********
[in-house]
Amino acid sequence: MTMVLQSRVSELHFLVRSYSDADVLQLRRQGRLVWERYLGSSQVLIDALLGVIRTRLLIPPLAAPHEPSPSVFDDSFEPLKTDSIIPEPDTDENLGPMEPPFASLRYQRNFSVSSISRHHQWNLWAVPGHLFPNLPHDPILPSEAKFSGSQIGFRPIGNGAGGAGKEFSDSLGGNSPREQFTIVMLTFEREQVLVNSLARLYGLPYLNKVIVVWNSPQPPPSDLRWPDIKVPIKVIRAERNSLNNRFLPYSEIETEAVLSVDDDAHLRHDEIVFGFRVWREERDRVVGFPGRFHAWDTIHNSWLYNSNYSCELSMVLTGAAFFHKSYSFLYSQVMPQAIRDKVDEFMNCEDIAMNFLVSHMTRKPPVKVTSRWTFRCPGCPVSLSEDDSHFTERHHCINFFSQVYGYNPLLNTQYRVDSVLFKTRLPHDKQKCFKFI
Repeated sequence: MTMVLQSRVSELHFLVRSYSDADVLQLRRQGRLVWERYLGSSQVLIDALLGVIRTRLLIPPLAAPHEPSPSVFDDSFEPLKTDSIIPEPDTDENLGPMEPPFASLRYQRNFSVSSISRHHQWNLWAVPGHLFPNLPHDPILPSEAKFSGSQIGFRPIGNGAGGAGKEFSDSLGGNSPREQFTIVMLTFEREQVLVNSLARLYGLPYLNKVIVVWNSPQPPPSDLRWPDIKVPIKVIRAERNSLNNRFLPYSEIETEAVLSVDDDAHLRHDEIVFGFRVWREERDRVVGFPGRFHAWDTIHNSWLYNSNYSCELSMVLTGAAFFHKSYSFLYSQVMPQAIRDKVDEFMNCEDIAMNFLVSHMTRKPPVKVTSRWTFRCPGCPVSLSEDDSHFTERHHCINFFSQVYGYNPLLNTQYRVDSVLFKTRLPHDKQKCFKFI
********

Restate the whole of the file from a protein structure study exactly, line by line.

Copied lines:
[in-house]
Amino acid sequence: MTMVLQSRVSELHFLVRSYSDADVLQLRRQGRLVWERYLGSSQVLIDALLGVIRTRLLIPPLAAPHEPSPSVFDDSFEPLKTDSIIPEPDTDENLGPMEPPFASLRYQRNFSVSSISRHHQWNLWAVPGHLFPNLPHDPILPSEAKFSGSQIGFRPIGNGAGGAGKEFSDSLGGNSPREQFTIVMLTFEREQVLVNSLARLYGLPYLNKVIVVWNSPQPPPSDLRWPDIKVPIKVIRAERNSLNNRFLPYSEIETEAVLSVDDDAHLRHDEIVFGFRVWREERDRVVGFPGRFHAWDTIHNSWLYNSNYSCELSMVLTGAAFFHKSYSFLYSQVMPQAIRDKVDEFMNCEDIAMNFLVSHMTRKPPVKVTSRWTFRCPGCPVSLSEDDSHFTERHHCINFFSQVYGYNPLLNTQYRVDSVLFKTRLPHDKQKCFKFI
Repeated sequence: MTMVLQSRVSELHFLVRSYSDADVLQLRRQGRLVWERYLGSSQVLIDALLGVIRTRLLIPPLAAPHEPSPSVFDDSFEPLKTDSIIPEPDTDENLGPMEPPFASLRYQRNFSVSSISRHHQWNLWAVPGHLFPNLPHDPILPSEAKFSGSQIGFRPIGNGAGGAGKEFSDSLGGNSPREQFTIVMLTFEREQVLVNSLARLYGLPYLNKVIVVWNSPQPPPSDLRWPDIKVPIKVIRAERNSLNNRFLPYSEIETEAVLSVDDDAHLRHDEIVFGFRVWREERDRVVGFPGRFHAWDTIHNSWLYNSNYSCELSMVLTGAAFFHKSYSFLYSQVMPQAIRDKVDEFMNCEDIAMNFLVSHMTRKPPVKVTSRWTFRCPGCPVSLSEDDSHFTERHHCINFFSQVYGYNPLLNTQYRVDSVLFKTRLPHDKQKCFKFI